Is it worth buying a women-specific bike?
Laura Bailey saddles up her new Trek Remedy 8 27.5 Women’s in a bid to ascertain whether or not women’s specific rigs are worth it.
Trek Remedy 8 27.5 Women’s first ride
It was pretty much bang on a year ago that I borrowed a mountain bike and nervously set off for my first time on the trails. Twelve months on, one trip to A&E, several hairy moments, but lots of laughs and smiles later, it’s safe to say I’m hooked. So when I was given the opportunity to join MBR’s longterm test fleet on a 2018 Trek Remedy 8.0 Women’s bike I jumped at it.
It’s Trek’s All Mountain offering, a bike with 150mm travel and some serious heritage. It’s also the only 650b full suspension bike in the range, and is the filler in a pretty epic sandwich, nestled between the highly acclaimed Trek Slash and Trek Fuel EX,
our MBR’s Bike of the Year 2017.
From the off I was wondering whether this was going to be too much of a bike for me. Trek’s description on the website is about getting gnarly, and spending more time with your tyres off the ground than on them. My A&E trip stemmed from poorly executed air time, and I’ve attempted to keep it rubber side down ever since! But I’m excited to ride something totally different to anything I’ve ridden before, and see whether this bike can help me take my riding up a notch.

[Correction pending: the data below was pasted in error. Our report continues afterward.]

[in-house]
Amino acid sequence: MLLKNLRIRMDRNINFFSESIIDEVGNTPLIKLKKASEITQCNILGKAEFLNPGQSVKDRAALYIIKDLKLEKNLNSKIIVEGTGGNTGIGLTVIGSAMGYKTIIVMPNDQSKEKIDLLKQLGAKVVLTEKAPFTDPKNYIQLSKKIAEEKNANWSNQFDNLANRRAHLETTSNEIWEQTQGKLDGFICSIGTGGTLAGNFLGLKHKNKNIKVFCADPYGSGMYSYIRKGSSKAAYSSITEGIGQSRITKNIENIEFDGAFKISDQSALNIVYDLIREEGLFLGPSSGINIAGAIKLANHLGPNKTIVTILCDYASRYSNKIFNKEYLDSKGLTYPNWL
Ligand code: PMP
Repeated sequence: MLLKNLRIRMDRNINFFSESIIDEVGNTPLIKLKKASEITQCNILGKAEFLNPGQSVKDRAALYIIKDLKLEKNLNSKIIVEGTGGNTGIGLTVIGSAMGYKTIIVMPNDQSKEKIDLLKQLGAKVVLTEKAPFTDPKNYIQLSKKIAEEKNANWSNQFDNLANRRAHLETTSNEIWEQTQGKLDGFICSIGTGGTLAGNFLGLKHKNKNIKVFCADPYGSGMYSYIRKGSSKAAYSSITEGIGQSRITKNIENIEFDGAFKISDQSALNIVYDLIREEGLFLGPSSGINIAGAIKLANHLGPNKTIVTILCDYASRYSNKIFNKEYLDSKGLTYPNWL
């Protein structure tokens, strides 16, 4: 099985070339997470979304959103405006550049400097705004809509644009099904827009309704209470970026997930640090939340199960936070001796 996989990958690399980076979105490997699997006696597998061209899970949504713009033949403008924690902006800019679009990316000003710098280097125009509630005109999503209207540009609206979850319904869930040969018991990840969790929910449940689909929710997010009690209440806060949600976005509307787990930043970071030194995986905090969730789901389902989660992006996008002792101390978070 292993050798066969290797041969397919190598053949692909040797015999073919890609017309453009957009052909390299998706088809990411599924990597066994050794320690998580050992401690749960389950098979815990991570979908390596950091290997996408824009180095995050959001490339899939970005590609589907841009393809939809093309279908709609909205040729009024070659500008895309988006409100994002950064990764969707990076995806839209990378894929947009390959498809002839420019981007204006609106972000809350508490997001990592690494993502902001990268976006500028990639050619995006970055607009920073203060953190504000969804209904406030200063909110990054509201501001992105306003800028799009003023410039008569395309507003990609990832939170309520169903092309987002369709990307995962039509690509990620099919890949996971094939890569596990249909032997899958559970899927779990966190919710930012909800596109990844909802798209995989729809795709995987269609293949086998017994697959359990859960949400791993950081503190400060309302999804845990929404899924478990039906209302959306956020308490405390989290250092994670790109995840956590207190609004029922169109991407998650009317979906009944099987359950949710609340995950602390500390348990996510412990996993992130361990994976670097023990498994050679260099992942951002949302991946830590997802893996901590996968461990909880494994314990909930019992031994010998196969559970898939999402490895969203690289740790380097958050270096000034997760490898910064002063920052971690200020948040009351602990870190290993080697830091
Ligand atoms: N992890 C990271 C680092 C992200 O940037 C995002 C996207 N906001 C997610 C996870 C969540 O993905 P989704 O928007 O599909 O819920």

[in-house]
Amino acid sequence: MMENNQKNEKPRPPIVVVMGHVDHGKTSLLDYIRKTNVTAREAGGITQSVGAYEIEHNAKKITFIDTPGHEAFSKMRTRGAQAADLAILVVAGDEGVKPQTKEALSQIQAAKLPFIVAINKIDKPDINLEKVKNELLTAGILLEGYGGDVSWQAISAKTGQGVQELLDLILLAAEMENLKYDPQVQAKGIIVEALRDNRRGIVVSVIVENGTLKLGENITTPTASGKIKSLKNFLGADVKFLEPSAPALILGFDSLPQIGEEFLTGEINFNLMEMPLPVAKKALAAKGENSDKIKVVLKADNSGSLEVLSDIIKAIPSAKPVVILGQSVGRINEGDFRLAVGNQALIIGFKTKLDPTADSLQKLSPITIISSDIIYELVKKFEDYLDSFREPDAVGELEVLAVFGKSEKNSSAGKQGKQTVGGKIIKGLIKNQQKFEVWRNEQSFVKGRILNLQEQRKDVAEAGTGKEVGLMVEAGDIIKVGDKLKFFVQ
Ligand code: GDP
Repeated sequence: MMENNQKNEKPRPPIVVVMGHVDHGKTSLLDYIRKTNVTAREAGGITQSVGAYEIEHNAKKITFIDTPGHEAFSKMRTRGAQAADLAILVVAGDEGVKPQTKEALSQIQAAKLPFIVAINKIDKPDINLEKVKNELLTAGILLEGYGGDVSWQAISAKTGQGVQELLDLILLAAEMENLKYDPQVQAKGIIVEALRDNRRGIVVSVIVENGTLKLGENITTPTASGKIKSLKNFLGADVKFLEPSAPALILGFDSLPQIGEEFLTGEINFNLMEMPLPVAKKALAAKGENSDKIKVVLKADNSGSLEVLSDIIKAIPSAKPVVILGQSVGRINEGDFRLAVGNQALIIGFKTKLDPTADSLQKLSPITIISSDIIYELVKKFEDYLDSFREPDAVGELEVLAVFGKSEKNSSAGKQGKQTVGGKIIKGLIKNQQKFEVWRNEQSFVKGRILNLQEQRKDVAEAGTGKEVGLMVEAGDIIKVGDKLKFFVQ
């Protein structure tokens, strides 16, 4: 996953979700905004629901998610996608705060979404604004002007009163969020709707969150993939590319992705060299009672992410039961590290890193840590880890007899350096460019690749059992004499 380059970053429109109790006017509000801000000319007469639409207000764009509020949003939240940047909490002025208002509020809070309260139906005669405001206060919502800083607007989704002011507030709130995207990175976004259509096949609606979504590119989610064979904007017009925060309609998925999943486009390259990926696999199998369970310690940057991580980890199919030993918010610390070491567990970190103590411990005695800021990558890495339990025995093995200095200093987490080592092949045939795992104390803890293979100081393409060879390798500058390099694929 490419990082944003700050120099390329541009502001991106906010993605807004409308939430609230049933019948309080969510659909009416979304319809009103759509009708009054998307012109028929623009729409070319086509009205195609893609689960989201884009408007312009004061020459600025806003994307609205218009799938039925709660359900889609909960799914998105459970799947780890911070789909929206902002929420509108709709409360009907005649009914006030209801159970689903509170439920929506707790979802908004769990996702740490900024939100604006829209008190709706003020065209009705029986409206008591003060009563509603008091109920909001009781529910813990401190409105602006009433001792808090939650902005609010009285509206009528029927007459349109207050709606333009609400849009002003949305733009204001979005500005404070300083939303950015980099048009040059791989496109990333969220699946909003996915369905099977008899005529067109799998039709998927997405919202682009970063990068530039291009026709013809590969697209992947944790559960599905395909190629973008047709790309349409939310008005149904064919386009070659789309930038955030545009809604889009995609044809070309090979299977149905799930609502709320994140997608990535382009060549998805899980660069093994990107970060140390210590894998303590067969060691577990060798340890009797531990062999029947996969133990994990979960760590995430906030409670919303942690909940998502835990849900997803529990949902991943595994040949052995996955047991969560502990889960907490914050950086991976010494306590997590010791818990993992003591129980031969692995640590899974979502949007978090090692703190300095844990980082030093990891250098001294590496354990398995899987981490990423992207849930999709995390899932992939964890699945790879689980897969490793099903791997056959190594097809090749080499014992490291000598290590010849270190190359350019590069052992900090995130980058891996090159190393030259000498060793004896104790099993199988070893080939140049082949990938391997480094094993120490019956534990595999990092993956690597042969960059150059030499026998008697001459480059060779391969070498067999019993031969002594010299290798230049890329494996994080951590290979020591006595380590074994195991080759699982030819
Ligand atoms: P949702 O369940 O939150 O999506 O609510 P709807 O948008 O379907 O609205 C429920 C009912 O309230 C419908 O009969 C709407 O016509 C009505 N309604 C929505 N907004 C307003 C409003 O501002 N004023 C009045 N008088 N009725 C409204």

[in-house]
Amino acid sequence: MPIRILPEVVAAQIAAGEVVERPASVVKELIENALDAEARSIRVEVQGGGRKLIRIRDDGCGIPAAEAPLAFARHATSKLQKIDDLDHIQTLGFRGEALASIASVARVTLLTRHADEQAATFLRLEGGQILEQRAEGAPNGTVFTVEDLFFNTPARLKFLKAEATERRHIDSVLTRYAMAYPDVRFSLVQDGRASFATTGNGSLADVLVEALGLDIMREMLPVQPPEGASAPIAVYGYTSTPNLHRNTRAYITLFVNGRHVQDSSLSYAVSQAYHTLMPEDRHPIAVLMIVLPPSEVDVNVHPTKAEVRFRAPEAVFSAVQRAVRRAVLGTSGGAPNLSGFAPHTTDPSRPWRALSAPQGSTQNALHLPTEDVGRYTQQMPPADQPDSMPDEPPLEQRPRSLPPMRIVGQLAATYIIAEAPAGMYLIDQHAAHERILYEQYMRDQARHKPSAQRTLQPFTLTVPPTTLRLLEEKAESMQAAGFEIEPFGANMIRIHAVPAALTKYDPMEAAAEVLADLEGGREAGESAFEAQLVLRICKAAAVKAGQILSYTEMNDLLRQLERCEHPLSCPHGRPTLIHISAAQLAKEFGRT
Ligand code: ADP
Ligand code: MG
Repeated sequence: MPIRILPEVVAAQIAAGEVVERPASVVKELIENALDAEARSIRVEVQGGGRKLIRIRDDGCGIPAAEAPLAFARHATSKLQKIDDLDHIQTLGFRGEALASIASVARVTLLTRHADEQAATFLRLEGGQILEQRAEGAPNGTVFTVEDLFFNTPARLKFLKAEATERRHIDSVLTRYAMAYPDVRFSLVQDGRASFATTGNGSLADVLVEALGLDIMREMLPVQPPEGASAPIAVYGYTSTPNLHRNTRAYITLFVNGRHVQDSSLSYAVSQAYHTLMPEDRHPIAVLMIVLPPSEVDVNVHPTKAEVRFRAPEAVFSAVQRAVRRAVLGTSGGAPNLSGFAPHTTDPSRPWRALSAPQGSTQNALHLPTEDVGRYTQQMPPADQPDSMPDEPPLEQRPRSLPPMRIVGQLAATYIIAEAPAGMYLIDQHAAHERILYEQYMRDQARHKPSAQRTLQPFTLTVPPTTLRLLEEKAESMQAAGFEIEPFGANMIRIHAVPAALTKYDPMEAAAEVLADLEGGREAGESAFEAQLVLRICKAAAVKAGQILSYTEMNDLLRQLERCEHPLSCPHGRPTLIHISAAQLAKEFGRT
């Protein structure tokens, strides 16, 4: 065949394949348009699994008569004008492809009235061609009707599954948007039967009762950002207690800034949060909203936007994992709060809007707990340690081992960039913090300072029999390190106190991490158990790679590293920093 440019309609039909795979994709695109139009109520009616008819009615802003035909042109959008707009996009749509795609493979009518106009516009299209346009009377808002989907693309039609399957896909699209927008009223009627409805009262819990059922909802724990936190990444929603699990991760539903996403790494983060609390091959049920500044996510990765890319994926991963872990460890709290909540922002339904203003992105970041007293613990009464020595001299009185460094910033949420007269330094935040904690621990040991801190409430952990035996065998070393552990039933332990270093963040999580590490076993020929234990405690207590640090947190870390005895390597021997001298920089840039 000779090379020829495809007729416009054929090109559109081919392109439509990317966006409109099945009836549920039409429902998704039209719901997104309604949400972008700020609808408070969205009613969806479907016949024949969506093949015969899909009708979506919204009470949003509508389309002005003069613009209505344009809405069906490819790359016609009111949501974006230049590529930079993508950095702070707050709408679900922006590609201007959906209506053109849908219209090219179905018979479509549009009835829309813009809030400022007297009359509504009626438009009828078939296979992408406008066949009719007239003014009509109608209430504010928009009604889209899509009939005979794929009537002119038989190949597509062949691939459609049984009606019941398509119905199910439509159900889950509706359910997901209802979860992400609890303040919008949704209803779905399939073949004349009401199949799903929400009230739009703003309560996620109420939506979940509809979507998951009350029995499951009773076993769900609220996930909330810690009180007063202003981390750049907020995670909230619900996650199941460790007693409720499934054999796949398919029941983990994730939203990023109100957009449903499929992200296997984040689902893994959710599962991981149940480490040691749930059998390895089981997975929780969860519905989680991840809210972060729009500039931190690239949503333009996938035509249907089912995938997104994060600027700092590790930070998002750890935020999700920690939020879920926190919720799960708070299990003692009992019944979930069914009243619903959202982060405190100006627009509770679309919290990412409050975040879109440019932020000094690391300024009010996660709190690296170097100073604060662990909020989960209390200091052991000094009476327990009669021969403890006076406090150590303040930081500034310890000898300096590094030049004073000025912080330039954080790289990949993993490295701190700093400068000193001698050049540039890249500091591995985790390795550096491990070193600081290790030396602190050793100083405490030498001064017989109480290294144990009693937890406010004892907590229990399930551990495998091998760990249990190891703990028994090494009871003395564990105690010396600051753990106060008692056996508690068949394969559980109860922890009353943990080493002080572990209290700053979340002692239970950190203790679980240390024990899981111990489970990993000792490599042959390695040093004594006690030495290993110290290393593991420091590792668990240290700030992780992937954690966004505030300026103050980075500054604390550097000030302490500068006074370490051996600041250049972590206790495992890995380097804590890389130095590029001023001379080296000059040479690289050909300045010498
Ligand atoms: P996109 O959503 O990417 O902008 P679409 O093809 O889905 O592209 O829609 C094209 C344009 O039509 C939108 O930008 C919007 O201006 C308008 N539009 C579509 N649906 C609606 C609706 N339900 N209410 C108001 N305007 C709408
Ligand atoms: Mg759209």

With those thoughts flitting through my head, I switched to important issues. What was she going to be called? Yes, she’s a she, all my bikes are girls. And yes, they have names. I build a friendship (or sometimes hatred) of my bikes, and I spend a lot of time on them, so it seems only fair to christen them properly. I have one Trek in my fleet already, Stacey, so it had to ring nicely with that, and I like to give a nod to something connected to the bike or the brand in someway. So Ladies and Gents, please can I introduce, Tracey.
So a little more about Tracey – she carries a Women’s tag, however, the WSD geometry that Trek was once at the forefront of has gone. Instead it’s modified finishing kit that accounts for the differences between the sexes. Unsurprisingly, the Remedy is adorned with a full complement of Bontrager components, and it’s here you’ll see the Women’s touches: A narrower 750mm handlebar (even though Trek’s website still states 780mm), Bontrager Evoke 2 women’s saddle and thinner grips, for our oh so delicate dainty derrieres and hands. I find it a touch ironic that after my first few rides with Tracey these are two of the only things I want to change.
Sure, saddle choice is always so personal, and this one just isn’t for me, and I’m sporting a sore hands from the Bontrager grips, which are rock hard with a savage metal lock ring. The other thing that’s clear after just a few rides is that I could have a wide eyed, high paced few months ahead and I’m itching to spend more and more time on the bike so stay tuned.